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Welcome to the general discussion thread for the Domenico Scarlatti Recital.

Please use this thread for any discussion of the pieces. Feel free to comment on any or all individual pieces. Some members offer comments on each submission individually; others offer general congratulations. Either approach is appropriate. Feel free to offer more specific, technical feedback if the participant had indicated that technical feedback was welcome.

For those who wish to comment on all pieces, a copy and paste template for offering feedback can be found here:
Scarlatti Recital Response Template

Please use this thread only to discuss recital performances. If you have any comments or suggestions about ways to make the recital process better, please start a separate thread.

Enjoy the recital!

Sam

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I'm pretty ignorant of Scarlatti, his music and his life. I've just read some of his wikipedia entry for some edification.

Ignorance can be bliss, as listening to this recital is an unexpected delight.

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Folks -- this is a tech question, so forgive me. I hear that many performances on the Scarlatti themed recital sound great -- that is to say, rounded, precise, clear -- and others are bright, clangorous, harsh, etc. Besides the players' skill, which of course is consdierable, I'm wondering if anyone can provide advice on best practices in recording our pieces so they don't sound harsh. For me, I'm using a Zoom H1n, with no subsequent editing or modifying. I'm thinking placing the mic across the room, placing blankets on the piano, rugs under the piano, etc, anything to duplicate a good recording studio with good, solid sound. Please let me know, so I can improve my next recording. Thanks! -- Chris


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Hi, folks! Thanks to all who contributed to this Scarlatti retrospective. I'm certainly looking forward to listening to all the submissions -- here are my comments on those I've taken in to date:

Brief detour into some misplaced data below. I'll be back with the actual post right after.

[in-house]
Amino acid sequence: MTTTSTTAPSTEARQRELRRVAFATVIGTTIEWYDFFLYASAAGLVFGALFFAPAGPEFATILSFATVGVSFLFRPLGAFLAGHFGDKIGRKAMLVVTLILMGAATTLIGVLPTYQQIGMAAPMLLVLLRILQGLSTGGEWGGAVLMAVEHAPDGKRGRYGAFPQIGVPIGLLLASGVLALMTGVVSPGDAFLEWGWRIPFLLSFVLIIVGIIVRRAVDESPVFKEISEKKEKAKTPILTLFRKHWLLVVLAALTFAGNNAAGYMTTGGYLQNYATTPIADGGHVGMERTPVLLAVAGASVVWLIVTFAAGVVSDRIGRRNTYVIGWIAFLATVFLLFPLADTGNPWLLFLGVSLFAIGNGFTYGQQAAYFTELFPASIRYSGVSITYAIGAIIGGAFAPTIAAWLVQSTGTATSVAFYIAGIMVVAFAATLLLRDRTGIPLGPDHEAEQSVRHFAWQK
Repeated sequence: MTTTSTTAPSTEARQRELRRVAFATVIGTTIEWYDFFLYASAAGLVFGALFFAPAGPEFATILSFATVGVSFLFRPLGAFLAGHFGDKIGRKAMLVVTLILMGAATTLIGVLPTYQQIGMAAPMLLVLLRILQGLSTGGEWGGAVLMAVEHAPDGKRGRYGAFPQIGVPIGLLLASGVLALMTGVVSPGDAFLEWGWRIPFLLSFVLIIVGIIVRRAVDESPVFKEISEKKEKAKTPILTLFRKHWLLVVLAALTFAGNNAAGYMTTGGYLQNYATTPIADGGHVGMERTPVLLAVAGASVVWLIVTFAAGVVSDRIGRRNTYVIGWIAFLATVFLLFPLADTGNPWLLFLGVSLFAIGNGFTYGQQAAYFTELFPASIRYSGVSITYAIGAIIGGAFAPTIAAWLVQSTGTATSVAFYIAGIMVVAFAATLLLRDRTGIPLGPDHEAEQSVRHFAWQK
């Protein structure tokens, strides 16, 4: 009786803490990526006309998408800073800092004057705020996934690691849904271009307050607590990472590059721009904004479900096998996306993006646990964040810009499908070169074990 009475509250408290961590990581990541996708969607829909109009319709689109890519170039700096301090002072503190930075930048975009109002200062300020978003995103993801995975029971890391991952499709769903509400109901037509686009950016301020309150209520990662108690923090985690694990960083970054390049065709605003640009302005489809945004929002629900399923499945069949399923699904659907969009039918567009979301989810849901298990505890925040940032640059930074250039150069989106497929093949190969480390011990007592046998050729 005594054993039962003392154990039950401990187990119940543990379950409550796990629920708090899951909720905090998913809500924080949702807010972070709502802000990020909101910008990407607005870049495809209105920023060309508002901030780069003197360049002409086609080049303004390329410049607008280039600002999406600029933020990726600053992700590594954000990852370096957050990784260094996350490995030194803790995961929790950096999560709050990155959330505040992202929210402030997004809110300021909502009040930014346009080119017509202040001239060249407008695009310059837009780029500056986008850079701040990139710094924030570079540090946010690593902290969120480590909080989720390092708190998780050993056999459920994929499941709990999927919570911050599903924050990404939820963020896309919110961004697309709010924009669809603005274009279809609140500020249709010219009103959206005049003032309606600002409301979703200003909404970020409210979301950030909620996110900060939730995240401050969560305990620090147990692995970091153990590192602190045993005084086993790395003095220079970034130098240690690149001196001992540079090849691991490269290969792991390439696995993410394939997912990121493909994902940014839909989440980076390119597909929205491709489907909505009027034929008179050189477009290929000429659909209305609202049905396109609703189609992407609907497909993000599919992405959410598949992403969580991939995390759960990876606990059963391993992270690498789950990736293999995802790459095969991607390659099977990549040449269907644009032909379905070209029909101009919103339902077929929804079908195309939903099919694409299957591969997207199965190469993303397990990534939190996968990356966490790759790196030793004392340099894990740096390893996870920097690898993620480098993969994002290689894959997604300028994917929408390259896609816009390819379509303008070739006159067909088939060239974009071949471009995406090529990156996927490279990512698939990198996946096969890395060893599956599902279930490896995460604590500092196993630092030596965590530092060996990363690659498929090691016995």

JJHLH K32 I thought that overall this was your best of the three -- it was beautifully phrased, and particularly the shifts in melodic flow from lower to upper register were very effective.
K34 Again effective, but here I'd seek a slightly faster tempo, with particular attention to providing a gentle lilt to the proceedings.
K208 In section "A" You again provided some nice shaping details, and projected the harmonic shifts with authority. In contrast, Section "B" sounded somewhat tentative to me, and in addition you had a tendency to slow things down as the Sonata progressed, which for me did not work -- I'd make an effort to maintain a steady forward movement.

PianogrlNW (Ellen) I thought this was in all ways a very successful rendition of K87 -- in particular, I was taken by your control of dynamics among the various voices in the right and left hands. Also, your phrasing of the melodic flow felt very "natural" throughout. I'll be going back for a second hearing or two!

rwsavory Your semi-improvisatory approach to Scarlatti took me somewhat by surprise at the outset; once I got used to it, I found it to be rich in "good ideas".

K380 This was the least successful of the three -- particularly in Section "B", there were just too many harmonic imprecisions, and that aspect is for me the best thing in the Sonata.
K391 In contrast, I found your approach to be very successful; it was in spots charmingly humorous, much like some of Beethoven's early and middle period chamber music.
K322 Here I thought Scarlatti sounded like Haydn in his upbeat mood; there was also a nice sense of control in the overall movement.

Kevin1116 Your rendition of K491 was for me satisfying in all ways -- I could sense the effort required to get "the details" right; as you say, virtually a requirement for a successful Scarlatti performance! In particular, I noticed the elegance of the transitions between the hands, and the surprises in the chordal shifts. Well done!

facdo Your rendition of K149 was for me the most "authentic" Scarlatti to date -- I loved the "woodpecker" motif; his love of the repeated note as part of the harpsichord gymnastics. Wonderful phrasing, just very musical.

snejana Your choice of "Aria" displays a different side of Scarlatti which is less well known, but well worth presenting. I found your rendition emotionally compelling and effective overall, but somewhat too percussive for my taste -- you have a tendency to "stab" at the climactic notes, and so it doesn't "sing" properly at those points. But otherwise, a good effort!

Mosotti -- What a great idea! Pick a guileless, happy Sonata -- K95 -- and marry it with photographs of your daughter playing in the apartment! Who can criticize that? -- No fair!

Will be back with more comments after I finish listening (not today). Great e-Cital!

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Thanks Tim for the instructive feedback! I agree with everything you said. Great suggestions for improvement.


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Thanks Tim. Your constructive comments are very helpful.